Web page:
“You have stolen my dreams and my childhood with your empty words.” — Greta Thunberg
One might not see the link between mental health and environmental issues. Yet, Thunberg’s impassioned speech at the United Nations Climate Action Summit speaks of a universal anxiety many environmentalists experience, even though not all may experience it as intensely. This anxiety is widely known as eco-anxiety.
This unfamiliar intersection between environmental issues and mental health was first brought to my attention by an old article by A Good Space. It touched on how mental health struggles manifest differently, in different communities like migrant workers, the deaf, transgender people, those living with invisible conditions and environmentalists.
Can anxiety about the environment lead to mental health struggles? This Earth Day, I reached out to changemakers in the environmental space to find out about their personal experiences.
I asked them three main questions:
- What are their personal experiences with eco-anxiety and/or solastalgia?
- What gives them hope about environmental issues?
- How do they respond to people who invalidate their feelings?
Wanting to dive deeper into this issue, I intentionally chose changemakers advocating for environmental issues at different levels of change as I was curious if there was a difference in their experiences.
As I talked to them, two terms were brought up — “eco-anxiety” and “solastalgia”, the former meaning a fear of environmental and ecological devastation both in the present and in the future and the latter meaning a deep sense of loss people feel due to environmental damage that has already occurred.
Here are some of the highlights of their responses:
What is Ee Teng’s personal experience with eco-anxiety and/or solastalgia?
She has found herself experiencing eco-anxiety and shared a recent incident when she attended a talk about the Saola, a native deer to Laos and Vietnam. The speakers shared about their efforts to locate the last Saola in the wild to determine if it has gone extinct, since there were no Saolas in captivity.
Due to the extensive use of lures and traps in Laos and Vietnam, one can walk 10 steps and find 2 animal traps.
These practices are thought to accelerate the rate of extinction of animals and when animals like the Saola become extinct, there is a significant impact on the ecosystem.
As she listened to the talk, Ee Teng felt a profound sadness and a deep sense of helplessness.
“The only way to help these researchers would be to join the search for the last Saola but I am in Singapore. As a student, I don’t have the ability to donate funds to support the search either,” she expressed.
Watching videos of animals being mistreated or nature being destroyed by humans also triggers Ee Teng’s eco-anxiety.
“These are only the instances that have been recorded but what about the many more that are not accounted for, especially in places where such practices are normalised?” she questioned.
Another concern that causes her to experience eco-anxiety considerably is her fear that some “environmentally-conscious” trends can be abused by individuals or brands that capitalise on these trends for power and profit.
She raised the example of metal straws, which have been widely advertised as an alternative to plastic straws. According to the HSU straw analysis, the carbon emissions from producing one metal straw is 150 times more than that of a plastic straw. Yet, this was a trend several companies capitalised on, in the guise of being environmentally sustainable.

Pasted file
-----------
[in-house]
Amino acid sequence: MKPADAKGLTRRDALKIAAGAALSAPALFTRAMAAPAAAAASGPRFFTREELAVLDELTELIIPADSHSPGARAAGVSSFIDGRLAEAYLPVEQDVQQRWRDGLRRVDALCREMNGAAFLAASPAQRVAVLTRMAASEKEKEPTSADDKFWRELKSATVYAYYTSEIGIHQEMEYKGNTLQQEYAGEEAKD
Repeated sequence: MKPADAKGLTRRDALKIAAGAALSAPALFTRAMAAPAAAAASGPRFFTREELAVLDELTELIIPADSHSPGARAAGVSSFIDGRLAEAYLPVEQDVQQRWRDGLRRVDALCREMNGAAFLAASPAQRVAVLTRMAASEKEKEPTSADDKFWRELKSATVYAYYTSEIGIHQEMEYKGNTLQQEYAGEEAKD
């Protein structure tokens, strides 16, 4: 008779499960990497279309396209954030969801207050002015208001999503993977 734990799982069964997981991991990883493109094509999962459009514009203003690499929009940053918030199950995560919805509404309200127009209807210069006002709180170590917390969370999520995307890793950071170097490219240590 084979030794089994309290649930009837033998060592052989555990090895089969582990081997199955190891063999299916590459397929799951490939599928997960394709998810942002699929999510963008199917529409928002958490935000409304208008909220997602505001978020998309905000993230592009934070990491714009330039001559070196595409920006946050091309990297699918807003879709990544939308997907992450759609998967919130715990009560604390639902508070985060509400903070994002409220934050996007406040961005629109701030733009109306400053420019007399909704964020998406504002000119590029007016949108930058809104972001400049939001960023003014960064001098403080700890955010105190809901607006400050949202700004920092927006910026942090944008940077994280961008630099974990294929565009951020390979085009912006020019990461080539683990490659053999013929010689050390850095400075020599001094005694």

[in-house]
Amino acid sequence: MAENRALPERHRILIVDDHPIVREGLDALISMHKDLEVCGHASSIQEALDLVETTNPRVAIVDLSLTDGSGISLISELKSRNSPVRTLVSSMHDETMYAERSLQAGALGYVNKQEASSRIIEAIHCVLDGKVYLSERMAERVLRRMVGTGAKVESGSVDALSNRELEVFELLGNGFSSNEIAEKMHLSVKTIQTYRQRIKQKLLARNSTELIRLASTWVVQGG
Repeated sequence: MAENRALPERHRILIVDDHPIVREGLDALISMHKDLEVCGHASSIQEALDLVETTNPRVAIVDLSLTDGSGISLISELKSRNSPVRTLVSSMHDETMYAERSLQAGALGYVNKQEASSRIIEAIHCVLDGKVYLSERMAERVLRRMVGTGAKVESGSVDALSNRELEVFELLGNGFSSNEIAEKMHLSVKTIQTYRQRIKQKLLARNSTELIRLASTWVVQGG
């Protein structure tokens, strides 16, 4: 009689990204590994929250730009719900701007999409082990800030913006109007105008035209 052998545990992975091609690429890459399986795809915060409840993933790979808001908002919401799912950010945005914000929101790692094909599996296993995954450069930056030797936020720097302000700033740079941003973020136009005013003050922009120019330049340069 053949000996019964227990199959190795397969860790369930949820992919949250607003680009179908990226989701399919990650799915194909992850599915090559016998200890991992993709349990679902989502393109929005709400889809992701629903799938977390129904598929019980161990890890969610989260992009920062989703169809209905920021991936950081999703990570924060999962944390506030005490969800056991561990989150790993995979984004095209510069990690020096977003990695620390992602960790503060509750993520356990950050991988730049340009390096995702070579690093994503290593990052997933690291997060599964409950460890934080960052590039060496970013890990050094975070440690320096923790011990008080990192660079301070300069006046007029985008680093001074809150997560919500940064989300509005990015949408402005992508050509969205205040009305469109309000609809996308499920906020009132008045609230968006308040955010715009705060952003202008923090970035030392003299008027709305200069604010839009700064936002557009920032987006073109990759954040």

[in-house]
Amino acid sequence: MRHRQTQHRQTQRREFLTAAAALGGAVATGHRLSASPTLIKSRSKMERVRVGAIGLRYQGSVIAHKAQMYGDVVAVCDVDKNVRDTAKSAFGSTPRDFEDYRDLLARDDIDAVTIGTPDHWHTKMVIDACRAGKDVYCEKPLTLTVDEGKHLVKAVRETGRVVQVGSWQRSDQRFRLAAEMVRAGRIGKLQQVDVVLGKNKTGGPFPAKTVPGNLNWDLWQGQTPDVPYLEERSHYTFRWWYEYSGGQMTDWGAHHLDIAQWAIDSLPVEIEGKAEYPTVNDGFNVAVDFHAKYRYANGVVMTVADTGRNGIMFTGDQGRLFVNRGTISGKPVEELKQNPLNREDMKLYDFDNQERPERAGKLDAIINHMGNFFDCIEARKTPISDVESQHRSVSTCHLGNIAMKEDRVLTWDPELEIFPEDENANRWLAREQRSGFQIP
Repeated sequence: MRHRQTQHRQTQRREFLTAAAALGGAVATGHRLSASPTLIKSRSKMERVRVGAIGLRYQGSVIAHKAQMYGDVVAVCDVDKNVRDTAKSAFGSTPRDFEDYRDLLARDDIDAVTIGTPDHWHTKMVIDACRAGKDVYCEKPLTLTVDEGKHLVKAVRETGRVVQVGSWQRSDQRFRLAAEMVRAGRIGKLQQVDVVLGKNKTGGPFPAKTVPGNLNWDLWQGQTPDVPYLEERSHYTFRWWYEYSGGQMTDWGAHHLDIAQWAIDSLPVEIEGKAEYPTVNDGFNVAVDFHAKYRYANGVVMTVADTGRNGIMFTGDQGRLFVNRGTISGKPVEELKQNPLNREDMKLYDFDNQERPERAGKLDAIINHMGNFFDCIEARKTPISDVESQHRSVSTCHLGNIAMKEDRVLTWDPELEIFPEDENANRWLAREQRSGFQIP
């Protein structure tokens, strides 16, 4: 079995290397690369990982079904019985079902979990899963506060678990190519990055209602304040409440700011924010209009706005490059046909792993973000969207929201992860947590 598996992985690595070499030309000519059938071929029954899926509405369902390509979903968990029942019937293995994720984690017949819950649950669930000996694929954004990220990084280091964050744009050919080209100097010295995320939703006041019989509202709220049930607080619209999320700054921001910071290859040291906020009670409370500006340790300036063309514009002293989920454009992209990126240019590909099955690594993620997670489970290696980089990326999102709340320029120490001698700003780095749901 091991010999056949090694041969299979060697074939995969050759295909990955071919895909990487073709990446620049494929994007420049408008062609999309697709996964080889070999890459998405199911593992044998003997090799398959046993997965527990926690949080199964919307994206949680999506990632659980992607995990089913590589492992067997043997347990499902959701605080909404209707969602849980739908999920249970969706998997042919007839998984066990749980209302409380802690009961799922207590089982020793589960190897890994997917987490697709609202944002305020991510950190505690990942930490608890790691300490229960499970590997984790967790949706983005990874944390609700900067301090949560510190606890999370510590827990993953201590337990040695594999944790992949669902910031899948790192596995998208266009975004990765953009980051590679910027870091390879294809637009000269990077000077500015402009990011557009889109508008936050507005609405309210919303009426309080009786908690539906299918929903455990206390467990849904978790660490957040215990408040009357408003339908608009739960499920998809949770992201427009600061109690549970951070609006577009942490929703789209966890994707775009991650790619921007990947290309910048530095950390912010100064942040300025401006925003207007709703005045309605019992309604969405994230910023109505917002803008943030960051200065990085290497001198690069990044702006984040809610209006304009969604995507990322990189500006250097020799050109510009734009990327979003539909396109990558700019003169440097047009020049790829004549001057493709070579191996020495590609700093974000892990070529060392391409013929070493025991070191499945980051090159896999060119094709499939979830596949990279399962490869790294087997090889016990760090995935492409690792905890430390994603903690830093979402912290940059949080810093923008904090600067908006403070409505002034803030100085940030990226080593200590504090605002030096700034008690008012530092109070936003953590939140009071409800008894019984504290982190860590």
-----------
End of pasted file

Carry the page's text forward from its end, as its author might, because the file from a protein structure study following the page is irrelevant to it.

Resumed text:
What gives Ee Teng hope about the environmental issues she cares about?
She recalled attending an information session about the Raffles’ Banded Langur, a primate native to Singapore and Malaysia that is critically endangered.
Though she was new to the conservation efforts of the Raffles’ Banded Langur, she found it heartening that there were dedicated individuals who have invested their time and effort in both advocacy and research to conserve the species.
“To know that there are other people who are so dedicated to the conservation of biodiversity really, really means a lot to me. It tells me that I am neither alone nor helpless. In fact, it means I am able to help by supporting them in the work they are already doing.”
How does Ee Teng respond to people who invalidate her feelings?
“They affect us in so many ways we cannot imagine.” Ee Teng shared.
Young students like Ee Teng may feel that it is important to care for our biodiversity, especially before they cease to exist. Hence, the need to do something and often, the inability to act on this need, creates a sense of helplessness that not all can relate to and thus, invalidate.
Ee Teng shares that trying to understand her detractors’ perspectives, instead of freezing them out, can be helpful in turning them from enemies into allies. She adds that the use of jargon like “eco-anxiety” might also turn people off, leading to resistance and the shutting down of constructive criticism.
She believes that targeting the disconnection some may have with Nature will make it easier for people to view environmental concerns and its advocates with empathy.
• • •
What is Yi Han’s experience with eco-anxiety and/or solastalgia?
Yi Han, from Mother Earth Toastmasters Club, introduced the concept of Earth Emotions to me. Earth emotions refer to a set of emotions people experience due to their connection with nature. An example of these emotions would be solace and nostalgia which are collectively termed as “solastalgia” and are usually experienced as a sense of loss when the natural environment around a person changes drastically.
In trying to explain solastalgia further, Yi Han shared a story from his childhood with me. Growing up, there used to be a large open field outside of his house. One day, a fire had broken out, with plumes of black smoke that engulfed the field. After the firefighters had put out the fire, the once luscious green field had now become a huge black plot of charred grass.
Desperate to bring this open field back, Yi Han and his sister scrambled to spread seeds of the lalang plant from a nearby neighbourhood onto the charred grass. To both their joy, the field transformed into a field full of lalang plants just two weeks later.
In experiencing the healing effect of Nature, Yi Han has felt and still feels a strong connection to it. One day, Yi Han discovered that a huge tree in the same field had been chopped off, leaving only the stump. He vividly remembers placing his hand on the surface of the tree stump, feeling a deep sadness within him.